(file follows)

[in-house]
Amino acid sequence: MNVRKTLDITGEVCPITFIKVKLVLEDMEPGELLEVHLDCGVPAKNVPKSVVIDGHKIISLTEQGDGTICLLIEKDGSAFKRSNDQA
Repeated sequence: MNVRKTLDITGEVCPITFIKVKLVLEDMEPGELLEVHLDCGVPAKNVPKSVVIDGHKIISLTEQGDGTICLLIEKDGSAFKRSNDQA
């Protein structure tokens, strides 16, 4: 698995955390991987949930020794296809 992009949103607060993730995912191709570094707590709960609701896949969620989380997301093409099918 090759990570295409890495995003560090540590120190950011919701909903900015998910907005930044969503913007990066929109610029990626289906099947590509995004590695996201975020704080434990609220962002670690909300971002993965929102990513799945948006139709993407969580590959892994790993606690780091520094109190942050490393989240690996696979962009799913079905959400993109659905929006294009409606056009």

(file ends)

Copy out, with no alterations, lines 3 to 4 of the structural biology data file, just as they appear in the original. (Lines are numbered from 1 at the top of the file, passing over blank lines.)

Repeated sequence: MNVRKTLDITGEVCPITFIKVKLVLEDMEPGELLEVHLDCGVPAKNVPKSVVIDGHKIISLTEQGDGTICLLIEKDGSAFKRSNDQA
């Protein structure tokens, strides 16, 4: 698995955390991987949930020794296809 992009949103607060993730995912191709570094707590709960609701896949969620989380997301093409099918 090759990570295409890495995003560090540590120190950011919701909903900015998910907005930044969503913007990066929109610029990626289906099947590509995004590695996201975020704080434990609220962002670690909300971002993965929102990513799945948006139709993407969580590959892994790993606690780091520094109190942050490393989240690996696979962009799913079905959400993109659905929006294009409606056009």